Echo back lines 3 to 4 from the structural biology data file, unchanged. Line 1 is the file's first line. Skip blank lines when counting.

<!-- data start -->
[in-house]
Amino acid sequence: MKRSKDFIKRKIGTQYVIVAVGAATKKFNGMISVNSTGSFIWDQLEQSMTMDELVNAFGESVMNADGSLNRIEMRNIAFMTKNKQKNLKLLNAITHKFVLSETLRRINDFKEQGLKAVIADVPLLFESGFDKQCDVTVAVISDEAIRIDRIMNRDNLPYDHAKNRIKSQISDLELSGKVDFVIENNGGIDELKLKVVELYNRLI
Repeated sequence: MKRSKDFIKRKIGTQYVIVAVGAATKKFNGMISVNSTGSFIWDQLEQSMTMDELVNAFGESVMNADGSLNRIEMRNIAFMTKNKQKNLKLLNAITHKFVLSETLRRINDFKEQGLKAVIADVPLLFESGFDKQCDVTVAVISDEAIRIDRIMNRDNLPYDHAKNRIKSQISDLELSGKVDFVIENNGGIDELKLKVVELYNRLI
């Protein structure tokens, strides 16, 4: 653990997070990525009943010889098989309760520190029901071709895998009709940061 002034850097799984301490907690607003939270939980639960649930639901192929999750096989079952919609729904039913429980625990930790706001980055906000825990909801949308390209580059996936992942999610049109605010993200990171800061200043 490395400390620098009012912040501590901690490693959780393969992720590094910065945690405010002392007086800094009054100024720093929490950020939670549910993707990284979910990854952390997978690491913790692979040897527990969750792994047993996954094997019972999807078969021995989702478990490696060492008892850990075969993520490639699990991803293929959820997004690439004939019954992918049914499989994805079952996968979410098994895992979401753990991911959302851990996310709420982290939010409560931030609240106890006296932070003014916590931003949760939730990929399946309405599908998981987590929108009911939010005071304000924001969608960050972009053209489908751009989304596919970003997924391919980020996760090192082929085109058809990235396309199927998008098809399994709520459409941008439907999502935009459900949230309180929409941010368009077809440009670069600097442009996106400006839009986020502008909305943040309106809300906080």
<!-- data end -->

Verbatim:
Repeated sequence: MKRSKDFIKRKIGTQYVIVAVGAATKKFNGMISVNSTGSFIWDQLEQSMTMDELVNAFGESVMNADGSLNRIEMRNIAFMTKNKQKNLKLLNAITHKFVLSETLRRINDFKEQGLKAVIADVPLLFESGFDKQCDVTVAVISDEAIRIDRIMNRDNLPYDHAKNRIKSQISDLELSGKVDFVIENNGGIDELKLKVVELYNRLI
């Protein structure tokens, strides 16, 4: 653990997070990525009943010889098989309760520190029901071709895998009709940061 002034850097799984301490907690607003939270939980639960649930639901192929999750096989079952919609729904039913429980625990930790706001980055906000825990909801949308390209580059996936992942999610049109605010993200990171800061200043 490395400390620098009012912040501590901690490693959780393969992720590094910065945690405010002392007086800094009054100024720093929490950020939670549910993707990284979910990854952390997978690491913790692979040897527990969750792994047993996954094997019972999807078969021995989702478990490696060492008892850990075969993520490639699990991803293929959820997004690439004939019954992918049914499989994805079952996968979410098994895992979401753990991911959302851990996310709420982290939010409560931030609240106890006296932070003014916590931003949760939730990929399946309405599908998981987590929108009911939010005071304000924001969608960050972009053209489908751009989304596919970003997924391919980020996760090192082929085109058809990235396309199927998008098809399994709520459409941008439907999502935009459900949230309180929409941010368009077809440009670069600097442009996106400006839009986020502008909305943040309106809300906080």